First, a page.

@story and images TONYA McCOY
There’s an old picture that I love of my dad, Randal McCoy, at about the age of twelve, proudly holding up a bobcat he’d shot with a pellet gun. He used to explore the land next to my grandmother’s home in the 1960s when it was all thick cedar and oak. Later he raised our family on that same patch of land. He was a quiet, good kid that was in Boy Scouts and liked to take turns riding his motorbike down the road with his brother Bob. Before the family got their first television, Dad would slip off to the neighbor’s just to sit in awe of the black-and-white technological wonder. But during the hot summer days he could be found on the bank of the pond, just down the hill from where he lives today.
I remember standing at that same pond when I was about five while Daddy taught me how to fish. He’d lean back and cast my pole with the red-and-white bobber and hooked minnow into the murky water. He’d say very quietly, not wanting to scare away any potential catches, “Now, right there. Watch the bobber. If it goes under, you reel. Turn it this way,” he’d add, while demonstrating which way to crank. My impatience with fishing over the years has cost my dad more than one bobber and hook snagged on a tree limb or bush. However, on that seemingly magical day, I remember feeling the tug of a fish and dad hollering, “Reel it in. Reel it.” And I did, with all my five-year-old might, the pole bending in the shape of an upside down ‘u.’ I thought it was going to break. My father ran over to finish pulling in a ten pound catfish. I posed for a picture that ended up in the Charleston Express newspaper the next week. I thought I was bigtime.
Although dad loved to fish and hunt, it sounds funny to say, but he was a bit of an animal lover. What country home is complete without a pet or two? My father was a beagle fan and I remember my first beagle pup, Snoopy. There were other hunting dogs my dad raised over the years. However, we kids had our own ideas about pets. There were turtles and frogs we would catch. But also rabbits, stray cats, and even two baby goats. The conversation would go something like this. “Mom can we keep the [insert unsuspecting rescue animal here]?” to which she would reply, “Go ask your father.” So then it was set. I’d ask my dad, who would be lounging in his recliner watching MASH after a hard day’s work. “Dad, Mom said we could keep such and such pet, if you say it’s okay.” He would look at us, me and my little sister Randie, for a few seconds while taking a drag from his cigarette. He would squint his eyes a little and sigh, “I guess.” I think Dad probably got in trouble from my mom many times for the pets she thought he would naturally say no to—but did not.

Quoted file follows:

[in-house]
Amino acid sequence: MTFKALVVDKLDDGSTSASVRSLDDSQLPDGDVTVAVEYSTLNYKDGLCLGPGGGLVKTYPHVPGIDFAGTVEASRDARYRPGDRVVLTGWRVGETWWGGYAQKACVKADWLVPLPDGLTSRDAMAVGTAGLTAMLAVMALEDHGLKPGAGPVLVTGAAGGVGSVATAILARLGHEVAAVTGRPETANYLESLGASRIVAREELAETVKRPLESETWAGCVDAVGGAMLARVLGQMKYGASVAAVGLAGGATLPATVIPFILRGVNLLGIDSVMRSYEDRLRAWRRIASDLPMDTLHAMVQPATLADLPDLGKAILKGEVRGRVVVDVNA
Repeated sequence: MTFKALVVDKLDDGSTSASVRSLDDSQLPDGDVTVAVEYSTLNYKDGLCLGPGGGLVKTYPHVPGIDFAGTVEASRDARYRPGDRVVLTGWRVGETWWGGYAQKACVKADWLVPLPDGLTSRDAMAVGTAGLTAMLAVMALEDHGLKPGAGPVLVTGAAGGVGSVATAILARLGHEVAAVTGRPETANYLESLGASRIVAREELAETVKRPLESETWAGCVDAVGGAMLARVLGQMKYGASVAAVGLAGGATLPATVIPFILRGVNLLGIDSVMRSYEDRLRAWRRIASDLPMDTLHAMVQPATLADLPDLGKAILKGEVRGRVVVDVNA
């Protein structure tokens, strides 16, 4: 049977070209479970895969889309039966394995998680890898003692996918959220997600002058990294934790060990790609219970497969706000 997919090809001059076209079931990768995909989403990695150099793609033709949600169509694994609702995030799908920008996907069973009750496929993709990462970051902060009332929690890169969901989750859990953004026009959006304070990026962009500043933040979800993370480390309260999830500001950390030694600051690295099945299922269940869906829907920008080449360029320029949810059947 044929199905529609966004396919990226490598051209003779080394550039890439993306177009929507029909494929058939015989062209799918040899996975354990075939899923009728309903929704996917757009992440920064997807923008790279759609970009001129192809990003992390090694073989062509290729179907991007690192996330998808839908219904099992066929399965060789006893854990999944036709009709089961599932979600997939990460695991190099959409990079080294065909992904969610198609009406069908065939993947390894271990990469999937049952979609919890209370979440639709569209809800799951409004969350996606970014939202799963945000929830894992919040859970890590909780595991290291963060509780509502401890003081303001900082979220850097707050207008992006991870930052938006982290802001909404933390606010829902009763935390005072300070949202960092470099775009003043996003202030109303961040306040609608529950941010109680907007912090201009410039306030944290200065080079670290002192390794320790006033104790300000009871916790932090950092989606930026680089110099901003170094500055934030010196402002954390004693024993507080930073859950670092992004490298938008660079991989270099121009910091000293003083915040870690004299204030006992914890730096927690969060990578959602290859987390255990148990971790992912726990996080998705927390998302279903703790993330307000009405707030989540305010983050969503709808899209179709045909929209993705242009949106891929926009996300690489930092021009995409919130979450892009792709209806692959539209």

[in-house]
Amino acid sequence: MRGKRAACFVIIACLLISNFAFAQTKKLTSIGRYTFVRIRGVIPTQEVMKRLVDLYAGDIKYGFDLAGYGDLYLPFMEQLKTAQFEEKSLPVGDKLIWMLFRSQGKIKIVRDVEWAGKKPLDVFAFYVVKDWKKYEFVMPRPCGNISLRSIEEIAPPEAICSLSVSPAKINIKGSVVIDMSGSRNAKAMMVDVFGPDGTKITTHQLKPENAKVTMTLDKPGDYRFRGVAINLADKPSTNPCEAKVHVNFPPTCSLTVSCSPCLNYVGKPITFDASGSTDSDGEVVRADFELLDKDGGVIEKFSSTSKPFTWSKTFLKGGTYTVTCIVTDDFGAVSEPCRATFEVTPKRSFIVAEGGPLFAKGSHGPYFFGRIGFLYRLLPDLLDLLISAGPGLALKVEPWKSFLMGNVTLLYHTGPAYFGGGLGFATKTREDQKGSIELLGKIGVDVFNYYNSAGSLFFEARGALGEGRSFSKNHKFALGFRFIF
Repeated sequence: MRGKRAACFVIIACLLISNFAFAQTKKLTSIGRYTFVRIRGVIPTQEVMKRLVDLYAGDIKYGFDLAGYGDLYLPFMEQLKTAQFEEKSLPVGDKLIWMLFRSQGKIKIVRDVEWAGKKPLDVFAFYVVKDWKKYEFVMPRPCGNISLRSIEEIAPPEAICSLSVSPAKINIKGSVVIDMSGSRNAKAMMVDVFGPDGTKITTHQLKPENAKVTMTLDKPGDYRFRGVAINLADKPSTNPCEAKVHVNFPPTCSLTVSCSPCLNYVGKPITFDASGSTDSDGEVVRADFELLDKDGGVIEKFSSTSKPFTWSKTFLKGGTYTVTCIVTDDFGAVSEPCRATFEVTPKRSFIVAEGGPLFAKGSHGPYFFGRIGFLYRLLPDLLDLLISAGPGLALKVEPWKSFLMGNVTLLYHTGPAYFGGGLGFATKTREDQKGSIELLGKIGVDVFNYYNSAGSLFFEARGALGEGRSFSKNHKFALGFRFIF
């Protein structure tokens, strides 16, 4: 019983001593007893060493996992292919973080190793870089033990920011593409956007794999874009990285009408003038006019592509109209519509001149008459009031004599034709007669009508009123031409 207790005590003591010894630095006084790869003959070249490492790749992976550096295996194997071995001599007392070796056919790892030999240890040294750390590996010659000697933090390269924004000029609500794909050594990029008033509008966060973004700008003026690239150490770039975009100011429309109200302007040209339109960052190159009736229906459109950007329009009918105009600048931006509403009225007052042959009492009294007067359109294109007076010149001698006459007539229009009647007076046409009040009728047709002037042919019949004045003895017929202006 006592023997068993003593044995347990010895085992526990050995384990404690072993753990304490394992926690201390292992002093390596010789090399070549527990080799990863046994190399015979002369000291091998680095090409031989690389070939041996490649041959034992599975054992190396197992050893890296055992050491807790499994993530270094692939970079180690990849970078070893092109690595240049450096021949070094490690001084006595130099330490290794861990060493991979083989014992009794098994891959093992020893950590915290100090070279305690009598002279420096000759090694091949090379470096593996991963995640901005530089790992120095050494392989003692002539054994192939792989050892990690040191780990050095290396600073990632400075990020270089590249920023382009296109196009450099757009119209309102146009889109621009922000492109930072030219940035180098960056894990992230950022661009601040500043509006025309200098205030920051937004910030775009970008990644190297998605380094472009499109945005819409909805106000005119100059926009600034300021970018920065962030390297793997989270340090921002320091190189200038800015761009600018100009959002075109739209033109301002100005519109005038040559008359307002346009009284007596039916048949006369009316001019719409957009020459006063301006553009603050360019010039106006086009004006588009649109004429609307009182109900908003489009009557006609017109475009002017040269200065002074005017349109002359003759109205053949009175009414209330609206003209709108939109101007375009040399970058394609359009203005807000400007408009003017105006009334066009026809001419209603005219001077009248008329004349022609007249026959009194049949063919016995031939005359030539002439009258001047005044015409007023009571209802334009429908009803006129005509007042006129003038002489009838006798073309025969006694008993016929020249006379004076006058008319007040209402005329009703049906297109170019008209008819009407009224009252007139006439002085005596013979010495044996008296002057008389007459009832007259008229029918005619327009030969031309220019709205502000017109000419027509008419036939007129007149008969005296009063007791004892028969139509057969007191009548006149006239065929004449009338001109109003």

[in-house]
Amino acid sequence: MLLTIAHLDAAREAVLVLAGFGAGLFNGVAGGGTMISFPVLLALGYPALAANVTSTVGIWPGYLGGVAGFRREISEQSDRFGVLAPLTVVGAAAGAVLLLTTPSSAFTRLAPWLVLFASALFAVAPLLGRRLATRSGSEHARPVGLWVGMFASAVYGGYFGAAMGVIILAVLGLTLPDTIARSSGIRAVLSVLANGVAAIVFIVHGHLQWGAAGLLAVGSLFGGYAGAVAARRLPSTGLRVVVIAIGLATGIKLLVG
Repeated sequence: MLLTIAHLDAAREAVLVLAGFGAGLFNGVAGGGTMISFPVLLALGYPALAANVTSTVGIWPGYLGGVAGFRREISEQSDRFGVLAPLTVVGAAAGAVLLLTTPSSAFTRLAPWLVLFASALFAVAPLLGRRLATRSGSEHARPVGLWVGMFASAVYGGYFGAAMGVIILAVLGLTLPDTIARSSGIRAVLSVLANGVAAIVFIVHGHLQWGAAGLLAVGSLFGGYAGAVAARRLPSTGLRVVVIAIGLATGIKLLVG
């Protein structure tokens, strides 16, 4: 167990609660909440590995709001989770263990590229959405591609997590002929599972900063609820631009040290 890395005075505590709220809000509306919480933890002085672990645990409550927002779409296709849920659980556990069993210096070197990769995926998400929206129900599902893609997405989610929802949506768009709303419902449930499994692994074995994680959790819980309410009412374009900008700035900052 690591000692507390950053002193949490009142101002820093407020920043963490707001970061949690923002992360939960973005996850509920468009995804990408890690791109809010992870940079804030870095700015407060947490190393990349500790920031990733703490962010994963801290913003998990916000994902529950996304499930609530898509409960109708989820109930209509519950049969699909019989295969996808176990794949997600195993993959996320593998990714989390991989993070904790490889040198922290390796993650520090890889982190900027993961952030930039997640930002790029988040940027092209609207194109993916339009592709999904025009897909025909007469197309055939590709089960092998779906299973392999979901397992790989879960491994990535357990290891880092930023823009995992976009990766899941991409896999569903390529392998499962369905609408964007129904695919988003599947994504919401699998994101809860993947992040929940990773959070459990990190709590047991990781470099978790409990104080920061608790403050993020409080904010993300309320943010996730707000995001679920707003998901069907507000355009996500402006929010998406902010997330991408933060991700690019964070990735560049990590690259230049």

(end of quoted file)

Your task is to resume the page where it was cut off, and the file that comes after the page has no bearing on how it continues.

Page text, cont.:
Now, all my one-year-old nephew has to do is point his little finger and say “oos,” which is his best try at saying “moos,” meaning the cows he wants to go see, and my dad picks him up and heads out the door. A couple of times a week you can see the three McCoy boys – my dad, my son Gregory, and my nephew Caden - bumping across the pasture on a four wheeler at my father’s house. The same house I grew up in and where I remember bumpy wheel barrel rides, courtesy of my father.
These warm summer afternoons Caden stands at the edge of the garden, grinning, pacifier in mouth, reaching out and opening and closing his hands—motioning for my dad. My dad, in his Big Smith overalls, drops the post-hole diggers he’s been using and walks to the edge of the field to pick him up. He places his ball cap on Caden’s head.
Many days, after eight hours of a factory job you can find him working the garden, mowing his yard, or grading the road. And I can’t count how many hours are spent laboring over my problematic car. And other days the factory work, which he’s done for thirty-five years, wears him out. He naps after dinner, or goes to bed at eight, all to get back up at two and start all over again. With diabetes and a bum shoulder, it amazes me that he can still work so hard.
But you don’t hear him complain. He carries on. He’s always been the gardener, the mechanic, the factory worker. But he’s also the guy who couldn’t say no to four wheeler rides just to look at cows, or to his daughters’ ridiculous request for pet goats. He’s the perfect balance of strength and heart.